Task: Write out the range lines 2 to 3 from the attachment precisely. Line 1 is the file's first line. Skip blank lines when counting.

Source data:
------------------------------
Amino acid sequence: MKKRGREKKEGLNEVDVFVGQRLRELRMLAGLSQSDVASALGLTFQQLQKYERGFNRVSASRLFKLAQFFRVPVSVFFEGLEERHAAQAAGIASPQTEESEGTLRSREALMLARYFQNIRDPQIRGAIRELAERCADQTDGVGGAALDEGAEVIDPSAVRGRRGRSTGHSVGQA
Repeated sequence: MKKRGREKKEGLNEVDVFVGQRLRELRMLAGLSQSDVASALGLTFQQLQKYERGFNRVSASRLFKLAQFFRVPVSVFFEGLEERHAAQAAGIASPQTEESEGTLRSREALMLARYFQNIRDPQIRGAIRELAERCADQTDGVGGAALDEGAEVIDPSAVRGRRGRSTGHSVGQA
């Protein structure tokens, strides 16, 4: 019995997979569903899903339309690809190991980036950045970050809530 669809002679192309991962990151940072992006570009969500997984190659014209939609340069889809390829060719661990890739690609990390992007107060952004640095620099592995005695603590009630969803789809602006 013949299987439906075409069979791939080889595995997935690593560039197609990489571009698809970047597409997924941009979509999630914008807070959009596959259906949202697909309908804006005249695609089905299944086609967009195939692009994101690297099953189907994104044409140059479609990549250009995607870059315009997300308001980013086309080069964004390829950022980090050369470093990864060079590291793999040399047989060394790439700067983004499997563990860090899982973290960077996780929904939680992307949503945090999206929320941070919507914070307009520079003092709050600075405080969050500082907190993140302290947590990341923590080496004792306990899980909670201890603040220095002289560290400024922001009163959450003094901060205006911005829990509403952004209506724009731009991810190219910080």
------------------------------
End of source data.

Repeated sequence: MKKRGREKKEGLNEVDVFVGQRLRELRMLAGLSQSDVASALGLTFQQLQKYERGFNRVSASRLFKLAQFFRVPVSVFFEGLEERHAAQAAGIASPQTEESEGTLRSREALMLARYFQNIRDPQIRGAIRELAERCADQTDGVGGAALDEGAEVIDPSAVRGRRGRSTGHSVGQA
């Protein structure tokens, strides 16, 4: 019995997979569903899903339309690809190991980036950045970050809530 669809002679192309991962990151940072992006570009969500997984190659014209939609340069889809390829060719661990890739690609990390992007107060952004640095620099592995005695603590009630969803789809602006 013949299987439906075409069979791939080889595995997935690593560039197609990489571009698809970047597409997924941009979509999630914008807070959009596959259906949202697909309908804006005249695609089905299944086609967009195939692009994101690297099953189907994104044409140059479609990549250009995607870059315009997300308001980013086309080069964004390829950022980090050369470093990864060079590291793999040399047989060394790439700067983004499997563990860090899982973290960077996780929904939680992307949503945090999206929320941070919507914070307009520079003092709050600075405080969050500082907190993140302290947590990341923590080496004792306990899980909670201890603040220095002289560290400024922001009163959450003094901060205006911005829990509403952004209506724009731009991810190219910080």